Frost/Freeze Damaged: Plumbago & Cordyline

Lady's Island, SC(Zone 8b)

Living near the coast in SC, I haven't had to deal with winter damaged plants since I moved here in 2006. Our winters have been very mild until this year. After the recent Arctic Blast (temps in the high teens for several hours), a few plants are showing signs of damage and I would like advice on how to take care of them.

Although I covered most of my plants on the nights where freezes were expected, some were still damaged.

1) (Pic 1) One of my Blue Plumbago shrubs had ice on the some of them stems after I uncovered it. I let the ice melt naturally in the sun. Once it was melted, I noticed the outer layer of bark disappeared with the ice and all I saw was green stem. Two week later and the green stem is brown and any remaining brown bark is loose and looks like it is going to fall off. However, there is still a healthy branch or two with green growth. Any advice on how to proceed in care? We are expecting another few nights of near freezing or temps in the high 20's this week.

2) (Pic 2) I have 3 Cordyline 'Red Star'. None of them have developed trunks yet. But as you can see from the picture, the leaves did receive damage during a recent freeze. Since there is no trunk, I can't really cut it back to remove the damaged parts. I know I shouldn't remove any damage until late winter/early spring, and I don't plan to do so, but I am looking for advice on what to do once the time comes. Despite the fact there is no trunk, would I still try and cut it back at ground level? Or would I just remove the most damaged leaves? Or should I do nothing to it at all and just let it shed damaged leaves on its own?


Thumbnail by SavvyDaze Thumbnail by SavvyDaze
Clarksville, TN(Zone 6b)

For the Plumbago, leaving freeze-damaged foliage can help provide the plant with protection if temperatures plunge again.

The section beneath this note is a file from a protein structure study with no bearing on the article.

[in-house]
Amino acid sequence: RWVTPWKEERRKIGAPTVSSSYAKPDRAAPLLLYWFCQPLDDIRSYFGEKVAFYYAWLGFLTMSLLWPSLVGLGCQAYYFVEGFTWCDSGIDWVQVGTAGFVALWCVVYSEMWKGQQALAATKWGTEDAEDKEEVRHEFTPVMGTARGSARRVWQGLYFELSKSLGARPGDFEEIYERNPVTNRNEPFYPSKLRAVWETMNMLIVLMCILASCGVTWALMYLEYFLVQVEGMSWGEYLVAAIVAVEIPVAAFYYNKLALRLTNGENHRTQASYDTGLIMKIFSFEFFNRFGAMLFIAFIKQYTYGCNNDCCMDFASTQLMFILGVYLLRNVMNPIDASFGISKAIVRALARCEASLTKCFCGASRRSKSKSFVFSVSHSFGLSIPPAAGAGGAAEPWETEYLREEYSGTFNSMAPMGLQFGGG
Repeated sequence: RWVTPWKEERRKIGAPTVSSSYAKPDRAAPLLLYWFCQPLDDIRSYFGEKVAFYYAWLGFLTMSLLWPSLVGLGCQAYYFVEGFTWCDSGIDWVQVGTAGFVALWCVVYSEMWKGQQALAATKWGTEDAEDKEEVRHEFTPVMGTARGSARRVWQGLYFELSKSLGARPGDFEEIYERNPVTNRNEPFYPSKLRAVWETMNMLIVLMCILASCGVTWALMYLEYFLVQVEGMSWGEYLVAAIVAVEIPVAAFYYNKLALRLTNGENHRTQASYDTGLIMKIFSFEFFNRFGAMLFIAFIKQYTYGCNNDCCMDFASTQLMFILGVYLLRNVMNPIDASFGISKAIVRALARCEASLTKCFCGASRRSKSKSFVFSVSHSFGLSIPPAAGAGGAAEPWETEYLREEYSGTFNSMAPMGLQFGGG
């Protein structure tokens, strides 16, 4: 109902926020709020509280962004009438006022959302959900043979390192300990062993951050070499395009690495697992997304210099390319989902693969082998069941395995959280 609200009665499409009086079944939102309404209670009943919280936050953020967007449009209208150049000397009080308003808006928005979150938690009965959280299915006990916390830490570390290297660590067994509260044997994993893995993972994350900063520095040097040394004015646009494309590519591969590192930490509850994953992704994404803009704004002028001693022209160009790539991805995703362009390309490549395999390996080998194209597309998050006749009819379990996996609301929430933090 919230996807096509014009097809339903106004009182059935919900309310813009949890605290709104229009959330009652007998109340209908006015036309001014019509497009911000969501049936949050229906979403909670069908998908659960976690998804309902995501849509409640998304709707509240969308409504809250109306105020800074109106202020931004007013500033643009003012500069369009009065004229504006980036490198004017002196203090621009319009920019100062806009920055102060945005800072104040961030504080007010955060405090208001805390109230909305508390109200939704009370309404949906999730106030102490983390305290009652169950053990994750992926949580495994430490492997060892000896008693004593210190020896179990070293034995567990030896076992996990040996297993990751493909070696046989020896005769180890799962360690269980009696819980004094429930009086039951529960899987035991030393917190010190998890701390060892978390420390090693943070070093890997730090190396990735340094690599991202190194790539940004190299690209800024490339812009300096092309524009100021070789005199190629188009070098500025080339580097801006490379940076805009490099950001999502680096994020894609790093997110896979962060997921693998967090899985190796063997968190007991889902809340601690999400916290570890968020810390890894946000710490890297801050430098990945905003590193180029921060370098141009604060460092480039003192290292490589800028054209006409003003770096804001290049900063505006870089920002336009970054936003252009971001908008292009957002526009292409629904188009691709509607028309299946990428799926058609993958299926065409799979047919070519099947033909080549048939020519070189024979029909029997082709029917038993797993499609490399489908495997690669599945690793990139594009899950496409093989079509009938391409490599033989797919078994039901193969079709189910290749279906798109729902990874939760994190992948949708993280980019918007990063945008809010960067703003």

Once all threat of frost or freezing weather has passed, cut off the dead branches or cut the plant back to ground level.

Inspect the plumbago for freeze-damaged tissue. Most freeze-damaged looks burned (brown and dry), blackened, waterlogged or limp. Some branches may split. If the entire shrub is damaged, cut it off at its base. It may be dead, or it may recover and produce shoots later in the spring.

Houston Heights, TX(Zone 9a)

If you have another freeze coming, you probably need more protection for the plumbago. It is tropical so cant handle much cold. Try to give double the protection you gave last freeze. Perhaps mulch piled up high over the parts that are still green and then some kind of frost cover on top. Im sorry I dont know enough about the cordyline to advise you.

Opp, AL(Zone 8b)

Plumbago is ubiquitous around here, I don't think freezing temps are a problem. There's more than one kind though. Do you know which you have?

I think 8b is a stretch for Cordyline in the ground, if it can't handle periodic cold nights, and/or you don't want a plant that just grows back from the roots in spring (if it can do that where you are, IDK.) Setting yourself up for frustration, zone denial? Christmas lights might help. Some bricks or pavers, any kind of dark rock near the base of the plant, to keep the ground warmer.

There seems to be some confusion in the south about hardiness with some plants, where gardeners from the north are used to plants dying to the ground in winter and consider that survival even on a plant that would be evergreen all winter in a warmer climate. I've read comments like, "it doesn't do well here because it dies in winter." Like I was told Persian shield (Strobilanthes dyerianus) can't survive here. But it has for years, growing back from the roots in the spring. No, it's not evergreen but it survives. Just like Lantana, Brugmansia, Buddleia, Bougainvillea, Tradescantias, sweet potatoes, Caladiums, Cannas, so many plants.

Houston Heights, TX(Zone 9a)

I have the kind of plumbago that 4 days in the teens, kills. It is listed zone 10 and 11. Most of the time we have a mild winter but periodically we get the ax.

Ayrshire Scotland, United Kingdom